The second-hand market for fashion and luxury goods is growing at a 40% annual rate. Resell is not a fringe behavior, everybody is doing it! Buying second-hand is a way to access hard to find items, afford a higher quality product, and give a second life to a fashion item which contributes to a more circular economy. Clients of platforms such as The RealReal and Vestiaire Collective would strongly benefit from the use of digital passports as an easy and cost-effective way to onboard new sellers and perform the initial check in their anti-counterfeiting process. For brands emitting digital passports, they would be able to monitor, or even organize their second-hand market by staying in touch with the successive owners of their products.

Keep in touch with your favorite brands while protecting privacy

Customers want to have a relationship with their brands. They want to share brand-related content and be seen with their favorite brands, but they draw the line at being personally tracked. The advantage of product-based digital identification is that brands can communicate directly with product-owners without having to store or rely on sensitive user information.   This could become a new kind of customer relationship where a new type of bond between brands and customers is created, and enable the development of new engagement strategies that protect individual privacy.

Refill your perfume bottle 

Sustainability is becoming a core value of the cosmetic industry. The growing trend of “fragrance fountains” in the perfume industry is actually nothing new: it originated in the 18th century. When your fragrance is running low, you can simply refill it instead of buying a brand-new bottle. Refilling alone will earn you green karma points, but couple it with a digital passport on your bottle and you could be able to quantify your perfume usage, receive personalized recommendations or collect loyalty points, completely anonymously. For beauty brands suffering from the intermediation of distributors, this could open a new direct communication channel with their clients.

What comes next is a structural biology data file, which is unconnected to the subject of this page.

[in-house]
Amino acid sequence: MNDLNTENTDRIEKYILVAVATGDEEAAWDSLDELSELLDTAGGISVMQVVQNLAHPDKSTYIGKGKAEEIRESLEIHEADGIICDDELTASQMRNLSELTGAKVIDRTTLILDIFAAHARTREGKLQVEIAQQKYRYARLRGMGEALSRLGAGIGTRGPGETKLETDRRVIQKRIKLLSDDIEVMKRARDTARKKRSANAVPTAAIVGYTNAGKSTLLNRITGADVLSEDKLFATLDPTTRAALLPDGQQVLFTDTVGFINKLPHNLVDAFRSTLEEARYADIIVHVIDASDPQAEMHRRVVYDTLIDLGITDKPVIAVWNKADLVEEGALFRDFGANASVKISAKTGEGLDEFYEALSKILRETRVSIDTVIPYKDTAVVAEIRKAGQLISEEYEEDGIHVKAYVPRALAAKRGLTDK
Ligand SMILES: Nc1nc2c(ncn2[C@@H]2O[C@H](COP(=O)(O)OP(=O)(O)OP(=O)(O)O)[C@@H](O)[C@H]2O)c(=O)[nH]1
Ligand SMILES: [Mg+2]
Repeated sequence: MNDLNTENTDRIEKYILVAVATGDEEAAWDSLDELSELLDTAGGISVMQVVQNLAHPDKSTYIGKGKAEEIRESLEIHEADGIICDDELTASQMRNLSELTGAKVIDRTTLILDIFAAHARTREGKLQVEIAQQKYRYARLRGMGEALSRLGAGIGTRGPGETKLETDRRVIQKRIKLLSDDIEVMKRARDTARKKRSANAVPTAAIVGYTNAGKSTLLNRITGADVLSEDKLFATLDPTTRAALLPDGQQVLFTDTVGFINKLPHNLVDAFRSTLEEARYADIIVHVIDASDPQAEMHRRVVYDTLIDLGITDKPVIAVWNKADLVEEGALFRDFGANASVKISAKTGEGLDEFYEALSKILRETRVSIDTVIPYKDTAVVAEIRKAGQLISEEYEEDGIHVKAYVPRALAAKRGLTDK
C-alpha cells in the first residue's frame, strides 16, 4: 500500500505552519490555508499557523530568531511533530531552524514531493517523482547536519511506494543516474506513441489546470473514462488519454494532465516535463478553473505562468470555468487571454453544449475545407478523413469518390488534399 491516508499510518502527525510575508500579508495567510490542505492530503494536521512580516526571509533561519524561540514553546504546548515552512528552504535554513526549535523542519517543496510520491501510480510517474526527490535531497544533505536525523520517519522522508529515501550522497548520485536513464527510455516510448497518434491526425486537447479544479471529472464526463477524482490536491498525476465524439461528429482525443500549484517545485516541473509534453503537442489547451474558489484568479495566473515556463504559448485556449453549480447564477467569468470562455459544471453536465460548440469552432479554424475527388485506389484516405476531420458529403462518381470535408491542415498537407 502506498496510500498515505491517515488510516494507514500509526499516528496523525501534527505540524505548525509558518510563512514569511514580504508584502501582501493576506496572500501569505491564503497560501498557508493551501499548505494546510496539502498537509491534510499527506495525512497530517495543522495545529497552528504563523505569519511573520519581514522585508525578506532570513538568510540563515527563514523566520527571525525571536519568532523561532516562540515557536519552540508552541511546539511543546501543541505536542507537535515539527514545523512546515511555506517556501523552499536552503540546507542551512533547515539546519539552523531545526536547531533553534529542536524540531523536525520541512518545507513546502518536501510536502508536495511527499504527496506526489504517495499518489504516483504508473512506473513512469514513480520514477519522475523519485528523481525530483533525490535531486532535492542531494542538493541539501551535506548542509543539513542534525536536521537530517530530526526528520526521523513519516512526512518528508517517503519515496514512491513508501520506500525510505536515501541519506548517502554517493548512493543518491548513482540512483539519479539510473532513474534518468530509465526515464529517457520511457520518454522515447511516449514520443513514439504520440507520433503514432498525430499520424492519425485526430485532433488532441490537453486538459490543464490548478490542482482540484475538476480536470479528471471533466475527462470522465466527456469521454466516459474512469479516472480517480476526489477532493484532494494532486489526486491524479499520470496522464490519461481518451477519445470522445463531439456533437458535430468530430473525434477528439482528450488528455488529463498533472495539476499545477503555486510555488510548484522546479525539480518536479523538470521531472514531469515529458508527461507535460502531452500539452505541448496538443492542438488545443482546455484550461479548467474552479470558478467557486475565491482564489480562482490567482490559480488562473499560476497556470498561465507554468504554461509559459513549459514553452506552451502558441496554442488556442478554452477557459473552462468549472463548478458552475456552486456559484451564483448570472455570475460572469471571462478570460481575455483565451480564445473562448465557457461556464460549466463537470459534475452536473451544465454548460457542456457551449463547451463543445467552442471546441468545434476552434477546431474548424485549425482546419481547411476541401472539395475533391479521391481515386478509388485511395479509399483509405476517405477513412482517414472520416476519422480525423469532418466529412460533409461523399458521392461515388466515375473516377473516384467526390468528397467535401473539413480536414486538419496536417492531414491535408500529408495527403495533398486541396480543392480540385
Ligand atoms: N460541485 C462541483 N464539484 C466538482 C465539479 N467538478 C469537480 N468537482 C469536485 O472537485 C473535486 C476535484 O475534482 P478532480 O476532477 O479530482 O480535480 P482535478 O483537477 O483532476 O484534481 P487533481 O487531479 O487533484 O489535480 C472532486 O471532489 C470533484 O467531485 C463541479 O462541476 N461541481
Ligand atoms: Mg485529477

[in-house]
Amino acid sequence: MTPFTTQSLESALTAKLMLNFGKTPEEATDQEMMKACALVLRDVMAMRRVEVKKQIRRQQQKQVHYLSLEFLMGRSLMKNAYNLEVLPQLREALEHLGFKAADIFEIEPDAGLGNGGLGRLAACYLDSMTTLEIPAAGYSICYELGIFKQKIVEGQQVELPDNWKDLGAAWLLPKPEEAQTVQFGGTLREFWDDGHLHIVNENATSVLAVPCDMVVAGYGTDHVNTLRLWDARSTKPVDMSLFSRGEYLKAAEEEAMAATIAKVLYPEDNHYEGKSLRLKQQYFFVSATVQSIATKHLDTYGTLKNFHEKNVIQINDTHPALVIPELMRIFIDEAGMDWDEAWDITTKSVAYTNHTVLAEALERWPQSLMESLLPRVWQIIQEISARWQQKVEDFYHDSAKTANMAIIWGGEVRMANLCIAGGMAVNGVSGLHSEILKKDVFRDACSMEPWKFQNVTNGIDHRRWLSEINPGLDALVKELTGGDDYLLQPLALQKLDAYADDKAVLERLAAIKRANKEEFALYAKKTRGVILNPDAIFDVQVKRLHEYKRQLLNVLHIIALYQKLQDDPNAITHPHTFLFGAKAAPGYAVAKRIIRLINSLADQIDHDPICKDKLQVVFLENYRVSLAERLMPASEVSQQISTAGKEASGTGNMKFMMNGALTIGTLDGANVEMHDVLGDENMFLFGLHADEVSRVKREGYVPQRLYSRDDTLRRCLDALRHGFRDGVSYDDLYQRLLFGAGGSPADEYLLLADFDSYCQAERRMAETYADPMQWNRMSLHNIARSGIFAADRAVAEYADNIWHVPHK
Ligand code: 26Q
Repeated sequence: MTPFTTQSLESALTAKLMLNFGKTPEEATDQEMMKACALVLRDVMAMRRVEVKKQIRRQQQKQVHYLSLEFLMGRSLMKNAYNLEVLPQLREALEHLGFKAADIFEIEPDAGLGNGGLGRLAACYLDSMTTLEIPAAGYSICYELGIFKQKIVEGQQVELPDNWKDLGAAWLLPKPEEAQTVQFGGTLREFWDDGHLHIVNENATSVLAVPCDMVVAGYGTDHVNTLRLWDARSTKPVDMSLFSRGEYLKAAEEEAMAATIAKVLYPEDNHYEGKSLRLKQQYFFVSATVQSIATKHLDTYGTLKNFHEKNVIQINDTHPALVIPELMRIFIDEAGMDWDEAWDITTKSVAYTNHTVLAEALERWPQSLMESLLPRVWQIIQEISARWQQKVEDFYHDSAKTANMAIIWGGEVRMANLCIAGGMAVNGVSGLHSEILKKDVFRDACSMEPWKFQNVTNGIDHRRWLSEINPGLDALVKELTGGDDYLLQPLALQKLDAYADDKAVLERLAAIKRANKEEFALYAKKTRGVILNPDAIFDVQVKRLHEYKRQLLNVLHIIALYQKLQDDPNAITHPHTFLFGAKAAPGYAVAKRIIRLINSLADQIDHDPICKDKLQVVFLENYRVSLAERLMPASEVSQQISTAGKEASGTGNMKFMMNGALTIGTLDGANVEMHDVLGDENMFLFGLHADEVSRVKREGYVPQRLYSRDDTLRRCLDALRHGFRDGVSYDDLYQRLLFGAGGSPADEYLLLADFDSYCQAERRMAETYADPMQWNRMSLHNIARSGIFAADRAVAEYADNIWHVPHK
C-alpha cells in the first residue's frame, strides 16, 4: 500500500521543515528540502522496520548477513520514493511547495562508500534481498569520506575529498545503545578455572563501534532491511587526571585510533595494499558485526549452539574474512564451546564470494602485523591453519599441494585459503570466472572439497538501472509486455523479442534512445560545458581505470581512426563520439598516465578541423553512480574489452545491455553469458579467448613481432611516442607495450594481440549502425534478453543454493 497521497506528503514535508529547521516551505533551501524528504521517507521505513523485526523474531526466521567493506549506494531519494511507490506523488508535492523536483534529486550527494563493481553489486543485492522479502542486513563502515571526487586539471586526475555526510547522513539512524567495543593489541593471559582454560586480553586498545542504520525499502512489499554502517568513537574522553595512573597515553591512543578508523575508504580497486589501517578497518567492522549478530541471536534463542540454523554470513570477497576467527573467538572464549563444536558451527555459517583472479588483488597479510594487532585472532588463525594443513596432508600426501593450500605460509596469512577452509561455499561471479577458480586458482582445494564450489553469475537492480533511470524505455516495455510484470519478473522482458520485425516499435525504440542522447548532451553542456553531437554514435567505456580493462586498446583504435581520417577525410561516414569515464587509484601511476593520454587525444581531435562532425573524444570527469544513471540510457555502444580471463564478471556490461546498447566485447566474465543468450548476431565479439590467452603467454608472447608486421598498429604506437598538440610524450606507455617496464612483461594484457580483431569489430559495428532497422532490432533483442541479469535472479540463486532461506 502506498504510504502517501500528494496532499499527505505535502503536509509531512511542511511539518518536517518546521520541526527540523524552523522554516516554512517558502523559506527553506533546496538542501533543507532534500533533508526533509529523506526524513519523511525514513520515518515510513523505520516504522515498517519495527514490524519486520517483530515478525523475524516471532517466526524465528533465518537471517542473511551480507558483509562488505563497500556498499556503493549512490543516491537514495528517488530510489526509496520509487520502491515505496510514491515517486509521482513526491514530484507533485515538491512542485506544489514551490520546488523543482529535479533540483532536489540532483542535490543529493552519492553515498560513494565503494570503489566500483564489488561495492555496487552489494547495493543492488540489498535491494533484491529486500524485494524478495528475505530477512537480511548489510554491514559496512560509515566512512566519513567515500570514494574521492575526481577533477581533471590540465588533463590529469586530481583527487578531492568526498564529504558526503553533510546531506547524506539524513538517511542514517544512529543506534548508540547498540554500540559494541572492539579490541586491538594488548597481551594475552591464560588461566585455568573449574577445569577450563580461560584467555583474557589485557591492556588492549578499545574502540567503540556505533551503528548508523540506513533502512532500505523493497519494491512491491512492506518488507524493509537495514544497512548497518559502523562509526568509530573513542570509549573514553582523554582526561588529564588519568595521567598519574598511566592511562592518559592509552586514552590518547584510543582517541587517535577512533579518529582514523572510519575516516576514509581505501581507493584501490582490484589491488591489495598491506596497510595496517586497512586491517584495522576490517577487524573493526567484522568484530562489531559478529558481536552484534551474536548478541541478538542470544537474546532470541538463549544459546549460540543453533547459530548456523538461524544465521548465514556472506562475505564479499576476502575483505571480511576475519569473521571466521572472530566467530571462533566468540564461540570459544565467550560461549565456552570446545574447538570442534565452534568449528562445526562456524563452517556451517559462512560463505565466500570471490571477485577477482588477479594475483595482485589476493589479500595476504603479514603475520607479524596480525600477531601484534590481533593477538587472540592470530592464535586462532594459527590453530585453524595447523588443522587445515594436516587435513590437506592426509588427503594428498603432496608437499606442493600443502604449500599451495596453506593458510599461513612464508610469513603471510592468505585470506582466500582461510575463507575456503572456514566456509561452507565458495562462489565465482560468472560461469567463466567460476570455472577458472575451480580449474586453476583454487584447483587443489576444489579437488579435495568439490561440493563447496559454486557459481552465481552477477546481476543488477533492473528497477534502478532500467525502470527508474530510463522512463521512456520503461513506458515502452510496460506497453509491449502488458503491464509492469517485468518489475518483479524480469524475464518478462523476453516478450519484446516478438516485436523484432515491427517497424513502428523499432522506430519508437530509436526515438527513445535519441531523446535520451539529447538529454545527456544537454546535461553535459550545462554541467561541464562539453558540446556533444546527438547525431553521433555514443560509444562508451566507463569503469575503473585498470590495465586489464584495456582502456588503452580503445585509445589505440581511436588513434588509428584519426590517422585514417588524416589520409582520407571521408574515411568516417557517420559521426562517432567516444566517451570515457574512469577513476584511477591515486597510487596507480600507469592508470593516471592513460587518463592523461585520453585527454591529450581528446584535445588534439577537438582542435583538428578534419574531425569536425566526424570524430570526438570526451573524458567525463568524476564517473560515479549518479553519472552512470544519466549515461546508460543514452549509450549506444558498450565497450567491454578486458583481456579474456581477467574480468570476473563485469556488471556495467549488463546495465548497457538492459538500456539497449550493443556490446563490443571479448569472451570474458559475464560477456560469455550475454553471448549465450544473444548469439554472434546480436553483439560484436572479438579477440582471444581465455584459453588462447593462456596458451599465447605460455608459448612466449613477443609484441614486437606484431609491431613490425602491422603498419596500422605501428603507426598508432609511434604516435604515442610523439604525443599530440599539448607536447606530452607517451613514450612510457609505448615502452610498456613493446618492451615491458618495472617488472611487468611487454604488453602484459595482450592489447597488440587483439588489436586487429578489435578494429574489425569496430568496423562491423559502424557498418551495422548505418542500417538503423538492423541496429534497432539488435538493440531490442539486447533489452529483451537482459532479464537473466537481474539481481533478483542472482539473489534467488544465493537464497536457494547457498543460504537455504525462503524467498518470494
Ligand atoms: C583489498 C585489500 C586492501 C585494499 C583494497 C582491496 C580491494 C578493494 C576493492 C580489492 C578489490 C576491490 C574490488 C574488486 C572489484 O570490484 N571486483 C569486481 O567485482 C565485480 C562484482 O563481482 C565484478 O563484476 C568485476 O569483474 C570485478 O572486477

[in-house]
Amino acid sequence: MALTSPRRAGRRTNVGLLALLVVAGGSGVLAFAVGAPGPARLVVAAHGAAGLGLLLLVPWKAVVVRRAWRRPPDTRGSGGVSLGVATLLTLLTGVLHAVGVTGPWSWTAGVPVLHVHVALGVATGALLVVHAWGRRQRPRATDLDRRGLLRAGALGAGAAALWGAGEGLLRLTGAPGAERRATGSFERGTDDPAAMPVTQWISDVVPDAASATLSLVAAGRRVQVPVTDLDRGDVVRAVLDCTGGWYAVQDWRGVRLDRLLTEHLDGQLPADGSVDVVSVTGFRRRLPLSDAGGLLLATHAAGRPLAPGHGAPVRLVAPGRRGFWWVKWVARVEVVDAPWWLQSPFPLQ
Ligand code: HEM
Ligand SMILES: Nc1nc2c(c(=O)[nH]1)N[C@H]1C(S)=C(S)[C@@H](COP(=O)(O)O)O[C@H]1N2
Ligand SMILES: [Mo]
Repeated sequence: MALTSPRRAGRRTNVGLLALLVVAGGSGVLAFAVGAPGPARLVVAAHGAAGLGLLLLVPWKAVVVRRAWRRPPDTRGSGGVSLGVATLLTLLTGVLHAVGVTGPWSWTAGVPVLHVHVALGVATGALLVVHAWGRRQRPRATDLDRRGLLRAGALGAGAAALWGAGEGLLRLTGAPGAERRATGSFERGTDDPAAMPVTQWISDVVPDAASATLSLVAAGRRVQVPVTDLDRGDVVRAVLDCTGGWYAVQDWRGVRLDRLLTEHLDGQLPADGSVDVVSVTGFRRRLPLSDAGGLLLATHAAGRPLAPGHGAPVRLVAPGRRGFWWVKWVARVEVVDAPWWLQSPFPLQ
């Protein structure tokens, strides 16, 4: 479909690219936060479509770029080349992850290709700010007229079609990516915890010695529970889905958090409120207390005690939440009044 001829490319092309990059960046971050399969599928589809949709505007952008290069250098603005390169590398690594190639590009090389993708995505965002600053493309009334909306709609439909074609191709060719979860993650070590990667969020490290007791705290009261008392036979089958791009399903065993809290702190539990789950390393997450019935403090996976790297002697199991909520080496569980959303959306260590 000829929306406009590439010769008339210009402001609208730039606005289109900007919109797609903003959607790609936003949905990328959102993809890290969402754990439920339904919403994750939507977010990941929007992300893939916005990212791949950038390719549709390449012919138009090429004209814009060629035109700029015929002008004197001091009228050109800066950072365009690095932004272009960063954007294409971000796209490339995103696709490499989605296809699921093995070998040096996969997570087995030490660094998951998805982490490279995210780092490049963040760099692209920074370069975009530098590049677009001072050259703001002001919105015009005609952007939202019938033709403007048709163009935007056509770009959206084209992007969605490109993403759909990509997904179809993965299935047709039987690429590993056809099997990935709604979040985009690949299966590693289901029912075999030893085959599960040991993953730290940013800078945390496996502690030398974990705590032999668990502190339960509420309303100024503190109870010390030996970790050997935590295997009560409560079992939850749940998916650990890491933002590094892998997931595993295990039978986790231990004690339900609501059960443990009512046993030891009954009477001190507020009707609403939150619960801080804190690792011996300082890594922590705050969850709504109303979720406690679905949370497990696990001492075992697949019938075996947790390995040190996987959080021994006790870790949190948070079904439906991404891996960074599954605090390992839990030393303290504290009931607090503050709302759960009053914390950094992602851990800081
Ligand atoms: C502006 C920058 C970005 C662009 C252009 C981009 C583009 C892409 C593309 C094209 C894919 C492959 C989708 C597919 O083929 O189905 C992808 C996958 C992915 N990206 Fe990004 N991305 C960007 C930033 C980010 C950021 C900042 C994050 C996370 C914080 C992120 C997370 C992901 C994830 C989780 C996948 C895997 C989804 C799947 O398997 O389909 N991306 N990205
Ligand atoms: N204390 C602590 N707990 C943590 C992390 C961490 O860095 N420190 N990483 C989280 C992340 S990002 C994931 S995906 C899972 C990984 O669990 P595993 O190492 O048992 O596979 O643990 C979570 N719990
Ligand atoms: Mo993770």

Insure your product in one click

Today, insuring your watch involves providing three paper documents: the receipt for your purchase, the certificate of authenticity and the servicing history. These physical documents are easily lost, destroyed and of course copied. Sharing them is also very difficult, as you would need to present them in person, or send a certified copy. In our digital age, it is truly an antiquated process. With a digital passport, an owner can share unfalsifiable proofs of authenticity, ownership and history of service in an instant. Product insurance is just one click away. 

Wear your favorite fashion in virtual worlds and real life

We spend more and more time in the digital worlds of social media, games or professional networks where we build images of ourselves and meaningful relationships with others, moving between the boundaries of physical and virtual space. Digital passports enable owners to take their most cherished products with them anywhere they go, whether online or IRL . Soon you will be able to wear your pair of sneakers in the physical world, as well as in every digital world in which you spend time. Games such as Fortnite are already preparing collections in collaboration with top artists and fashion brands.